NEW YORK (AP) -- The stock market sputtered Friday after the U.S. economy didn't grow as much as hoped. Neither did earnings from a handful of big companies like Amazon.com.
The economy grew at an annual rate of 2.5 percent in the first three months of the year, the government said, missing the 3.1 percent forecast of economists polled by FactSet, a financial data provider. That's still better than the anemic 0.4 percent growth rate in the October-December quarter.
The shortfall reinforced the perception that the economy is grinding, rather than charging, ahead. Investors have also been troubled by reports in the last month of weaker hiring, slower manufacturing and a drop in factory orders.
"There are some concerns as we head into the summer," said JJ Kinahan, chief derivatives strategist for TD Ameritrade. "In the last three weeks, we've have seen numbers that weren't exactly what you'd love to see."
Corporate earnings this week have also contained worrisome signs. Many companies have fallen short of analysts' estimates for revenue, even as they report higher earnings. For example, Goodyear Tire fell 2.3 percent to $12.64 after reporting revenue that fell short of analysts' estimates because of lower global tire sales.
Among other big names that investors were focusing on Friday, Amazon.com fell 7.2 percent to $254.60 after the company said it may report an operating loss in the second quarter. The online retailer's income fell in the first quarter as it continued to spend heavily on order fulfillment and rights to digital content. Expedia fell 9.5 percent to $58.80 after the online travel company's costs rose.
Homebuilder D.R. Horton surged 7.1 percent to $26.26 its income nearly tripled thanks to a continuing recovery the housing market. The results were handily beat the forecasts of financial analysts who follow the company.
Of the companies that have reported earnings so far, 69 percent have exceeded Wall Street's expectations, compared to a 10-year average of 62 percent, according to S&P Capital IQ. However, many have missed analysts' revenue estimates.
The Dow was down 10 points, or 0.1 percent, at 14,691 as of noon. The index is 1 percent higher in the week.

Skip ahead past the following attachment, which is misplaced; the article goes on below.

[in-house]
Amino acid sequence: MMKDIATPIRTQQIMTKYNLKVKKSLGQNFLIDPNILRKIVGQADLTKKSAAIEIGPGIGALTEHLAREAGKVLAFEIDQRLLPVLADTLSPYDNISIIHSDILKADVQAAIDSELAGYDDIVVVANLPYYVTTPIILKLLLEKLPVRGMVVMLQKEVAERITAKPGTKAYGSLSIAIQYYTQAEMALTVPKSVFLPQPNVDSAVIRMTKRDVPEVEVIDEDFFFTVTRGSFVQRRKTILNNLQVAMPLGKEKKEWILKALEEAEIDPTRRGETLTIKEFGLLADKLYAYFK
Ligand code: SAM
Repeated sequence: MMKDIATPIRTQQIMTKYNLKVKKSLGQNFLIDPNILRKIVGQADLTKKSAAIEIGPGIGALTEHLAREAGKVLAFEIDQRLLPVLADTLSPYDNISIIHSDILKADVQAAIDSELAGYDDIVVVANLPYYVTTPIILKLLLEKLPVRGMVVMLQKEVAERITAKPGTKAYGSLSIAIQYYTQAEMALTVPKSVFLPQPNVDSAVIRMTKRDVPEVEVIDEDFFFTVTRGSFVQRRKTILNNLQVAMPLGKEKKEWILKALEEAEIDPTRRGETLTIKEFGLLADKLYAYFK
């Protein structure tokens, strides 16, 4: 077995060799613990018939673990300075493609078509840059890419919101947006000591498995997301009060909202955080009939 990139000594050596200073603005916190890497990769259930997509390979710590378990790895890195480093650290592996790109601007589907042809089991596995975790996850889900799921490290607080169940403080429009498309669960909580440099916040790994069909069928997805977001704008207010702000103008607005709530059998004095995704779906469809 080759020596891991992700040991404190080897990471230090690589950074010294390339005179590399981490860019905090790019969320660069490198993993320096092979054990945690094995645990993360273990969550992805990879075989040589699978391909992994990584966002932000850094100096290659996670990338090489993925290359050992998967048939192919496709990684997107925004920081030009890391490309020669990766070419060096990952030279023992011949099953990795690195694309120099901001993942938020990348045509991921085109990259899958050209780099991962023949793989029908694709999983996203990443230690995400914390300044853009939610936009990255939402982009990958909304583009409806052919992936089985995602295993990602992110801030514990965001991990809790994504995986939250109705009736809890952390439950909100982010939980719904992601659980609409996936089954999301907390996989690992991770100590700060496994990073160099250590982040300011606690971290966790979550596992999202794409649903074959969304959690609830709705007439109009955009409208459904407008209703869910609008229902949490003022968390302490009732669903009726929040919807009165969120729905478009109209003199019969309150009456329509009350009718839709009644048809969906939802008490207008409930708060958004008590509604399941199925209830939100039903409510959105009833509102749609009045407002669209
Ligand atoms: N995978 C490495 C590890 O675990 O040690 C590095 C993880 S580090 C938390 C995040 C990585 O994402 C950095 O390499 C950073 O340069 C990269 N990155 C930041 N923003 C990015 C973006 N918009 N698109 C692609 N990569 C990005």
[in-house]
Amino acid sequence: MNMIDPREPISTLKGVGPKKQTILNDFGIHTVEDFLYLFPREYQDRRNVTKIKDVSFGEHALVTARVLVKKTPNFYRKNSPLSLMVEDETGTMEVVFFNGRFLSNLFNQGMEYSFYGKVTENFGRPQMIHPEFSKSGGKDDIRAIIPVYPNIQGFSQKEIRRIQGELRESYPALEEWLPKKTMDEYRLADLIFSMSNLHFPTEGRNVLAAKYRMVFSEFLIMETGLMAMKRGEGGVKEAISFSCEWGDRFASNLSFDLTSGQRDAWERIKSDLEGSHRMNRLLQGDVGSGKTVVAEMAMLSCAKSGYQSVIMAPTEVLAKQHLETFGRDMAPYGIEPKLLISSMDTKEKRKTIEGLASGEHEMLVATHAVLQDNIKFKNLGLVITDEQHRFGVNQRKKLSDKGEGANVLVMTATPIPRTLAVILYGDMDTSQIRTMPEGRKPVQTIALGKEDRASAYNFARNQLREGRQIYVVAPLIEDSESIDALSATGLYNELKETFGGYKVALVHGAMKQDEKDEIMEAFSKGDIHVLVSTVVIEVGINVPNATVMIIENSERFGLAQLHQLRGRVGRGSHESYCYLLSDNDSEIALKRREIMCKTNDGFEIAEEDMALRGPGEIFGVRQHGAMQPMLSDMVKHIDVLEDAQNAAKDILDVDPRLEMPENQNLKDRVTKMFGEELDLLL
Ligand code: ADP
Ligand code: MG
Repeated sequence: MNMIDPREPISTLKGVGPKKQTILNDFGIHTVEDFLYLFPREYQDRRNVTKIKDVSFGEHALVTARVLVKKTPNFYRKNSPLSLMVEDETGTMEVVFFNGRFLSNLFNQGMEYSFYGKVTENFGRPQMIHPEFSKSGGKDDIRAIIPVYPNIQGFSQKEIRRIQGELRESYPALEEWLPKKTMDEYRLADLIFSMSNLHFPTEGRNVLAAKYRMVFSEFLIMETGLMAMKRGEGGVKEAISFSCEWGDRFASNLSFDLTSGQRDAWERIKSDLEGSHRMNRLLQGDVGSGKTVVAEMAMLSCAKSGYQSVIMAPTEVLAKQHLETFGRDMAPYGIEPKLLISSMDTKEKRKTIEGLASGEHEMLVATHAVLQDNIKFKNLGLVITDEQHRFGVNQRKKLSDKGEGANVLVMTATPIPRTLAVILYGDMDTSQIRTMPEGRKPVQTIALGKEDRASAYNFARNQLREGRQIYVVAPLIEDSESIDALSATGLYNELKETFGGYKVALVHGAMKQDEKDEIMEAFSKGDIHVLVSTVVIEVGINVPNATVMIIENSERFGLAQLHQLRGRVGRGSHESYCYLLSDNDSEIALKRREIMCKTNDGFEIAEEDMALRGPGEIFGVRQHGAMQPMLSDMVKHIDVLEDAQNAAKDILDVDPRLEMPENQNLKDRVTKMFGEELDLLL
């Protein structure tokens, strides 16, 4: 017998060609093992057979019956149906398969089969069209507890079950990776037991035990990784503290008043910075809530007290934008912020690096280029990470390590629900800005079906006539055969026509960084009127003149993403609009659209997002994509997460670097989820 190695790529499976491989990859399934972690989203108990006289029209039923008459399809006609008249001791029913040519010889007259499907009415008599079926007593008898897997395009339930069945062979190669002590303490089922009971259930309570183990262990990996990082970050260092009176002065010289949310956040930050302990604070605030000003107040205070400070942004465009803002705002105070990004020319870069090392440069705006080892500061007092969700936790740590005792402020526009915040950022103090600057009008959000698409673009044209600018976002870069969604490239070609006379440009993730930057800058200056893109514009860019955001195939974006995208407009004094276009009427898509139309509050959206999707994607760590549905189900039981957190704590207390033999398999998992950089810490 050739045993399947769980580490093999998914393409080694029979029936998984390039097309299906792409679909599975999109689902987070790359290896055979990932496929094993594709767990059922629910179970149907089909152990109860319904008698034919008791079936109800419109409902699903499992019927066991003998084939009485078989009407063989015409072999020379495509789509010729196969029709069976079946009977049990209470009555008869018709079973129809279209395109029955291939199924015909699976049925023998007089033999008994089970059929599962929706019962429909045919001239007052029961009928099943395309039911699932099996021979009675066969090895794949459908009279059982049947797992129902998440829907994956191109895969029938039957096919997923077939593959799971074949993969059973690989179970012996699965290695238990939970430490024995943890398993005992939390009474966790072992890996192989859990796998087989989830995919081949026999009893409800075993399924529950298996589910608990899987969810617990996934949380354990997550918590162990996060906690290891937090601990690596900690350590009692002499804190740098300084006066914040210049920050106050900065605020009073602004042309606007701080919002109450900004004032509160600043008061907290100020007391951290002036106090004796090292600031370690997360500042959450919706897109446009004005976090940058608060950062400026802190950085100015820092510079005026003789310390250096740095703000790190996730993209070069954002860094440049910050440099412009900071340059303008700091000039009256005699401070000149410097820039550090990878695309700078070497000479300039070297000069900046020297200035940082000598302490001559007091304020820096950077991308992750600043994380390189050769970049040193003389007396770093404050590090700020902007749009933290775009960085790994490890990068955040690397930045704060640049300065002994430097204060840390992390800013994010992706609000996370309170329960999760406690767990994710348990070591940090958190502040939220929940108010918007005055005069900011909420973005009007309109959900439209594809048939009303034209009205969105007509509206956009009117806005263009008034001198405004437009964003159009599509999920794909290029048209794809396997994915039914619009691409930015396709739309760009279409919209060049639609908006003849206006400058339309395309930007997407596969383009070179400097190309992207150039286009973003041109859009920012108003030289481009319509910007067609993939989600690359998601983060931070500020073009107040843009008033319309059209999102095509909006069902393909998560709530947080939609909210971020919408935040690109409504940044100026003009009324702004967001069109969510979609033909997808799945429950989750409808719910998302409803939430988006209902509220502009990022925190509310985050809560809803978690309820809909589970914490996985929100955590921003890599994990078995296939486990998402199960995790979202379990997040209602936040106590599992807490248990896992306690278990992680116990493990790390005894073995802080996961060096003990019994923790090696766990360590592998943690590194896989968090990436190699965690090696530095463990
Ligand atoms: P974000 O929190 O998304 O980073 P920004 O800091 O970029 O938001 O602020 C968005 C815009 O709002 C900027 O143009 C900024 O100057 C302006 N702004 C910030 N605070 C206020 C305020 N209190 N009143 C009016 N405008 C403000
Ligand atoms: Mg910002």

The S&P 500 index fell seven points to 1,578, or 0.4 percent, paring its gain for the week to 0.7 percent.
The Nasdaq composite was down 20 points at 3,269, a decline of 0.6 percent. The index is still 2 percent higher this week.
The tech-heavy index has lagged both the Dow and the S&P 500 this year, but led the way higher this week, boosted by Microsoft. The software giant, which makes up 5.3 percent of the Nasdaq, is on track to record its biggest weekly gain since January last year, after reporting earnings April 19 that beat Wall Street expectations and revealing an aggressive push into the computer tablet market.
Even Apple, the largest stock in the Nasdaq, had a good week, advancing 5.8 percent to $413.20, despite posting a decline in quarterly profit Tuesday. Apple accounts for 7.6 percent of the index's value and the weekly gain was its biggest since November.
On the whole, stocks have had a relatively poor April.
Stocks are still up for the month, but the gains are far below those made in the first three months of the year. The Dow and the S&P 500 are up 0.8 percent and 0.7 percent respectively in April, compared with the average gains of more than 3 percent they posted in January, February and March.
Slower hiring in the U.S. and weaker manufacturing held back stocks in April. The markets logged their biggest weekly decline in more than five months last week on concerns that global growth is faltering. China said its economy slowed in the first quarter.
J.C. Penney jumped 6.7 percent to $16.26 after the billionaire financier George Soros disclosed that he had taken a 7.9 percent stake in the company. Earlier this month the struggling department store chain fired its CEO, Ron Johnson, after 17 months on the job and rehired his predecessor Mike Ullman. An ambitious turnaround plan by Johnson had backfired and caused sales to plummet.
In government bond trading, the yield on the 10-year Treasury note fell to 1.67 percent from 1.71 percent, its lowest rate of the year.